Practice and repetition do not always guarantee success. Just take a look at the personhood movement for proof. The concept that fertilized eggs should have the same legal rights as a human being continues to be a loser, even as its supporters launch ever more attempts to find traction.
Ohio is the latest dead end. Just months after the most conservative state in the country, Mississippi, roundly rejected personhood, proponents in Ohio appear to have almost no chance of putting a measure on the ballot this fall. Slate is reporting that anti-choice zealots have secured only about five percent of the signatures required.
It’s looking increasingly likely that an Ohio anti-abortion group is going to come up short in its bid to land a so-called “personhood” amendment on the state’s November ballot.
The Associated Press checked in on Personhood Ohio to see where they stand as the July 4 deadline looms. In short, the group is nowhere close to the 385,000 signatures they need to land the referendum on the state ballot. So far the group has gathered 20,000 odd signatures in support, or a little more than five percent of the number it needs with two weeks to go.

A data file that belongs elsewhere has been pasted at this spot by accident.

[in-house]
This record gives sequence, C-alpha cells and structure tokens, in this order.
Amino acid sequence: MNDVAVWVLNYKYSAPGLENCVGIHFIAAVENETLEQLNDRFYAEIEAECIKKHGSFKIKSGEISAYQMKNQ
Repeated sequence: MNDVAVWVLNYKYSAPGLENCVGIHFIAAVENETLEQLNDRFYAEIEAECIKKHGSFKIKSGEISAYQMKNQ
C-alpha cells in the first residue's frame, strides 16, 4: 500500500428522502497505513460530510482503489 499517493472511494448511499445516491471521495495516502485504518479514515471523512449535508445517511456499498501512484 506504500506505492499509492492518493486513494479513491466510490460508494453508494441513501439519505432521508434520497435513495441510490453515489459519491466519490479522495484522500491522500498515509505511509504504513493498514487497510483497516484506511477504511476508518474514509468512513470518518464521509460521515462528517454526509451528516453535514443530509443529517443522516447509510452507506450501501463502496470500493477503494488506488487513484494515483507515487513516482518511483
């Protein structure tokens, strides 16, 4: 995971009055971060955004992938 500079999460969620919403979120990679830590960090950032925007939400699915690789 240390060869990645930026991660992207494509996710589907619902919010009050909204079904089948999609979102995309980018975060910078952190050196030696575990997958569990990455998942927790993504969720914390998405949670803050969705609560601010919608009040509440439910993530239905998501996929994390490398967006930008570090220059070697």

People in Ohio aren’t the only ones to see the potential for radical harm. Campaigns in Nevada and California have already died. Meanwhile, it looks like Colorado will get a third opportunity to tell personhood advocates that they are not in favor.